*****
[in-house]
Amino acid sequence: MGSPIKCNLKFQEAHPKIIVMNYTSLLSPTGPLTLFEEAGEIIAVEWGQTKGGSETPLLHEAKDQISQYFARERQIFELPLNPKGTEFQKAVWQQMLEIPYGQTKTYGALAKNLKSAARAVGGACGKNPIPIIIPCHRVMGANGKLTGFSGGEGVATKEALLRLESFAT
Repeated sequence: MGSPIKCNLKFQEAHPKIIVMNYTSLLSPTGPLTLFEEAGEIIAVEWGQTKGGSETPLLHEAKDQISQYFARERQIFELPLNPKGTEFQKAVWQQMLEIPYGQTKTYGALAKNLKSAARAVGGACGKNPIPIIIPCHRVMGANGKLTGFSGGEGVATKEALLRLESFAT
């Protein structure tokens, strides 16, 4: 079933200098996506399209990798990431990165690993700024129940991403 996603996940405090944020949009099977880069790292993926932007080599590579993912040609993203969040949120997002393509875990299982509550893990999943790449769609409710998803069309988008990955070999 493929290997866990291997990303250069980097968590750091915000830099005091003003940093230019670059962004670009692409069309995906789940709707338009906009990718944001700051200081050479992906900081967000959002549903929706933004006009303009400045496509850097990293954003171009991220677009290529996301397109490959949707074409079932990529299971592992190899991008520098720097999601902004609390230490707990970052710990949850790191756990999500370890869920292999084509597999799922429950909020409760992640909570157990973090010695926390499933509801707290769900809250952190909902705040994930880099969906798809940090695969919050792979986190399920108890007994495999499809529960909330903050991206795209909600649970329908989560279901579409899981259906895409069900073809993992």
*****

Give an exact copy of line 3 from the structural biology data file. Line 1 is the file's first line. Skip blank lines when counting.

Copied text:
Repeated sequence: MGSPIKCNLKFQEAHPKIIVMNYTSLLSPTGPLTLFEEAGEIIAVEWGQTKGGSETPLLHEAKDQISQYFARERQIFELPLNPKGTEFQKAVWQQMLEIPYGQTKTYGALAKNLKSAARAVGGACGKNPIPIIIPCHRVMGANGKLTGFSGGEGVATKEALLRLESFAT